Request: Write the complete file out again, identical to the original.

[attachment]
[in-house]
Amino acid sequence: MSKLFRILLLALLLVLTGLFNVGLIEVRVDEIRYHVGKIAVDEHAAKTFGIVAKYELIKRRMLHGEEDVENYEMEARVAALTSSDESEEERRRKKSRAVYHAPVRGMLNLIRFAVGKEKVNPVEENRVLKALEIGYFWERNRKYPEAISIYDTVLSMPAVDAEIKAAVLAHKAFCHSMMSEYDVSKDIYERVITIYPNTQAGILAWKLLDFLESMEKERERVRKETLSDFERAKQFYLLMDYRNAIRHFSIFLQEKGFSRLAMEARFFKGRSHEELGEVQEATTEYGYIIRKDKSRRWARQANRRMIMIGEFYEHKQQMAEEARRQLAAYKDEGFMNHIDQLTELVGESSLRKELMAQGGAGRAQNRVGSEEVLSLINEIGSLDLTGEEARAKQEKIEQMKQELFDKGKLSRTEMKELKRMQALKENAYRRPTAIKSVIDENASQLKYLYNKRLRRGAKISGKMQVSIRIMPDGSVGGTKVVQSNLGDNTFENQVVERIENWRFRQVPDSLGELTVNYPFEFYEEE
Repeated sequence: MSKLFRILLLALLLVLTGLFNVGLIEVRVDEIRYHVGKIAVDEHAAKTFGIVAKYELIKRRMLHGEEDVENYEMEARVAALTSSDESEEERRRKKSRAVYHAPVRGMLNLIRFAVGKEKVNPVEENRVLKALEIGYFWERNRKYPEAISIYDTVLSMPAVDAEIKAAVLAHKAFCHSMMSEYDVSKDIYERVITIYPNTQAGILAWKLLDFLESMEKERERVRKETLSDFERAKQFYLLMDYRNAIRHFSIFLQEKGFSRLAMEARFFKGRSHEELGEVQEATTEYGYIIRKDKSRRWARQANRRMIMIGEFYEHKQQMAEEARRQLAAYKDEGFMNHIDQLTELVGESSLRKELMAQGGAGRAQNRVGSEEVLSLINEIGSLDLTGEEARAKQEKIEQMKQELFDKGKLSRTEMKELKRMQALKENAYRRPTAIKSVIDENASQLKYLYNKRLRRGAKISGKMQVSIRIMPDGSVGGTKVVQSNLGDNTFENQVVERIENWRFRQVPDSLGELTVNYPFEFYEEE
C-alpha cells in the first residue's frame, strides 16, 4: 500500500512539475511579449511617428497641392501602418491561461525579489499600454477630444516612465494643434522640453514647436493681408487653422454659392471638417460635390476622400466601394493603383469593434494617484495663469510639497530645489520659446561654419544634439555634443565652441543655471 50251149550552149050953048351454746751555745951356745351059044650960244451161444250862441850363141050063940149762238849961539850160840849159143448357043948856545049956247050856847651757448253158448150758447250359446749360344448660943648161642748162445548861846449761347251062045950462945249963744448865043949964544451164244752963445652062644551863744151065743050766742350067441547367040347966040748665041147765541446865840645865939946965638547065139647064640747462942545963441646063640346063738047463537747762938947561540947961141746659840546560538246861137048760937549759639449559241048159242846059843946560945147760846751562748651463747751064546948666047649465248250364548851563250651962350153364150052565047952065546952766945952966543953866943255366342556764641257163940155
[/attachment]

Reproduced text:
[in-house]
Amino acid sequence: MSKLFRILLLALLLVLTGLFNVGLIEVRVDEIRYHVGKIAVDEHAAKTFGIVAKYELIKRRMLHGEEDVENYEMEARVAALTSSDESEEERRRKKSRAVYHAPVRGMLNLIRFAVGKEKVNPVEENRVLKALEIGYFWERNRKYPEAISIYDTVLSMPAVDAEIKAAVLAHKAFCHSMMSEYDVSKDIYERVITIYPNTQAGILAWKLLDFLESMEKERERVRKETLSDFERAKQFYLLMDYRNAIRHFSIFLQEKGFSRLAMEARFFKGRSHEELGEVQEATTEYGYIIRKDKSRRWARQANRRMIMIGEFYEHKQQMAEEARRQLAAYKDEGFMNHIDQLTELVGESSLRKELMAQGGAGRAQNRVGSEEVLSLINEIGSLDLTGEEARAKQEKIEQMKQELFDKGKLSRTEMKELKRMQALKENAYRRPTAIKSVIDENASQLKYLYNKRLRRGAKISGKMQVSIRIMPDGSVGGTKVVQSNLGDNTFENQVVERIENWRFRQVPDSLGELTVNYPFEFYEEE
Repeated sequence: MSKLFRILLLALLLVLTGLFNVGLIEVRVDEIRYHVGKIAVDEHAAKTFGIVAKYELIKRRMLHGEEDVENYEMEARVAALTSSDESEEERRRKKSRAVYHAPVRGMLNLIRFAVGKEKVNPVEENRVLKALEIGYFWERNRKYPEAISIYDTVLSMPAVDAEIKAAVLAHKAFCHSMMSEYDVSKDIYERVITIYPNTQAGILAWKLLDFLESMEKERERVRKETLSDFERAKQFYLLMDYRNAIRHFSIFLQEKGFSRLAMEARFFKGRSHEELGEVQEATTEYGYIIRKDKSRRWARQANRRMIMIGEFYEHKQQMAEEARRQLAAYKDEGFMNHIDQLTELVGESSLRKELMAQGGAGRAQNRVGSEEVLSLINEIGSLDLTGEEARAKQEKIEQMKQELFDKGKLSRTEMKELKRMQALKENAYRRPTAIKSVIDENASQLKYLYNKRLRRGAKISGKMQVSIRIMPDGSVGGTKVVQSNLGDNTFENQVVERIENWRFRQVPDSLGELTVNYPFEFYEEE
C-alpha cells in the first residue's frame, strides 16, 4: 500500500512539475511579449511617428497641392501602418491561461525579489499600454477630444516612465494643434522640453514647436493681408487653422454659392471638417460635390476622400466601394493603383469593434494617484495663469510639497530645489520659446561654419544634439555634443565652441543655471 50251149550552149050953048351454746751555745951356745351059044650960244451161444250862441850363141050063940149762238849961539850160840849159143448357043948856545049956247050856847651757448253158448150758447250359446749360344448660943648161642748162445548861846449761347251062045950462945249963744448865043949964544451164244752963445652062644551863744151065743050766742350067441547367040347966040748665041147765541446865840645865939946965638547065139647064640747462942545963441646063640346063738047463537747762938947561540947961141746659840546560538246861137048760937549759639449559241048159242846059843946560945147760846751562748651463747751064546948666047649465248250364548851563250651962350153364150052565047952065546952766945952966543953866943255366342556764641257163940155